"To find anything comparable with our forthcoming ventures into space, we must go back far beyond Columbus, far beyond Odysseus—far, indeed, beyond the first ape-man. We must contemplate the moment, now irrevocably lost in the mists of time, when the ancestor off all of us came crawling out of the sea." - Arthur C. Clarke

(Image credit: Jim Abels; Ocean City, New Jersey)

NASA Astronomy Picture of the Day 2014 October 20

Comet Siding Spring Passes Mars 

Yesterday, a comet passed very close to Mars. In fact, Comet C/2013 A1 (Siding Spring) passed closer to the red planet than any comet has ever passed to Earth in recorded history. To take advantage of this unique opportunity to study the close interaction of a comet and a planet, humanity currently has five active spacecraft orbiting Mars: NASA’s MAVEN, MRO, Mars Odyssey, as well as ESA’s Mars Express, and India’s Mars Orbiter. Most of these spacecraft have now sent back information that they have not been damaged by small pieces of the passing comet. These spacecraft, as well as the two active rovers on the Martian surface — NASA’s Opportunity and Curiosity — have taken data and images that will be downloaded to Earth for weeks to come and likely studied for years to come. The featured image taken yesterday, however, was not taken from Mars but from Earth and shows Comet Siding Spring on the lower left as it passed Mars, on the upper right.

NASA Astronomy Picture of the Day 2015 January 21

The Complex Ion Tail of Comet Lovejoy

What causes the structure in Comet Lovejoy’s tail? Comet C/2014 Q2 (Lovejoy), which is currently at naked-eye brightness and near its brightest, has been showing an exquisitely detailed ion tail. As the name implies, the ion tail is made of ionized gas — gas energized by ultraviolet light from the Sun and pushed outward by the solar wind. The solar wind is quite structured and sculpted by the Sun’s complex and ever changing magnetic field. The effect of the variable solar wind combined with different gas jets venting from the comet’s nucleus accounts for the tail’s complex structure. Following the wind, structure in Comet Lovejoy’s tail can be seen to move outward from the Sun even alter its wavy appearance over time.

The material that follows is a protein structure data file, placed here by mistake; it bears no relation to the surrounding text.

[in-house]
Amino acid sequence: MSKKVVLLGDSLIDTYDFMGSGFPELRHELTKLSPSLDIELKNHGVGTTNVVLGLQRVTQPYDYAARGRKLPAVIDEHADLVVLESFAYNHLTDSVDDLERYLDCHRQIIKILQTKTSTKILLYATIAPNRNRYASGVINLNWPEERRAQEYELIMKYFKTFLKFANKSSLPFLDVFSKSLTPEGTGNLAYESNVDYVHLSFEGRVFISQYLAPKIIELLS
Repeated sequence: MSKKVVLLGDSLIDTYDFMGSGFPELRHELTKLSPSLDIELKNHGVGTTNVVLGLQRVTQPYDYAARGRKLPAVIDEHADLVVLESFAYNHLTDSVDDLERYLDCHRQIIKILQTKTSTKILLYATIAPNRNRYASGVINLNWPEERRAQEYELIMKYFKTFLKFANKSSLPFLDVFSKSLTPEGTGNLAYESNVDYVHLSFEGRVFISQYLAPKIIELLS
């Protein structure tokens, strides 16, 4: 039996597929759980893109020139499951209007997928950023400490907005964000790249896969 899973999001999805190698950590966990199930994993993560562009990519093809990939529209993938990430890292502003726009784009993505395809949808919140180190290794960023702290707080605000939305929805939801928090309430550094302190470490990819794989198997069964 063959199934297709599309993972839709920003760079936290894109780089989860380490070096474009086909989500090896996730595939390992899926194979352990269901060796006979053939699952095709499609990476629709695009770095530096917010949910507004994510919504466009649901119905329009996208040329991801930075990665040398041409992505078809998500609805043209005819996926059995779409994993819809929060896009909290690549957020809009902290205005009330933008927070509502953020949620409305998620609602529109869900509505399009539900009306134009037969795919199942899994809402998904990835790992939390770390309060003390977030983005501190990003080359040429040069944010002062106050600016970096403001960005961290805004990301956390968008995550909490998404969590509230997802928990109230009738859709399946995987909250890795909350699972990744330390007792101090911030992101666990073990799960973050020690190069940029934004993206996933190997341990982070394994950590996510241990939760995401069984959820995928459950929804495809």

The blue color of the ion tail is dominated by recombining carbon monoxide molecules, while the green color of the coma surrounding the head of the comet is created mostly by a slight amount of recombining diatomic carbon molecules. The featured three-panel mosaic image was taken nine days ago from the IRIDA Observatory in Bulgaria. Comet Lovejoy made it closest pass to the Earth two weeks ago and will be at its closest to the Sun in about ten days. After that, the comet will fade as it heads back into the outer Solar System, to return only in about 8,000 years.

NASA Astronomy Picture of the Day 2015 February 27

Long Lovejoy and Little Dumbbell

Buffeted by the solar wind, Comet Lovejoy’s crooked ion tail stretches over 3 degrees across this telescopic field of view, recorded on February 20. The starry background includes awesome bluish star Phi Persei below, and pretty planetary nebula M76 just above Lovejoy’s long tail. Also known as the Little Dumbbell Nebula, after its brighter cousin M27 the Dumbbell Nebula, M76 is only a Full Moon’s width away from the comet’s greenish coma. Still shining in northern hemisphere skies, this Comet Lovejoy (C/2014 Q2) is outbound from the inner solar system some 10 light-minutes or 190 million kilometers from Earth. But the Little Dumbbell actually lies over 3 thousand light-years away. Now sweeping steadily north toward the constellation Cassiopeia Comet Lovejoy is fading more slowly than predicted and is still a good target for small telescopes.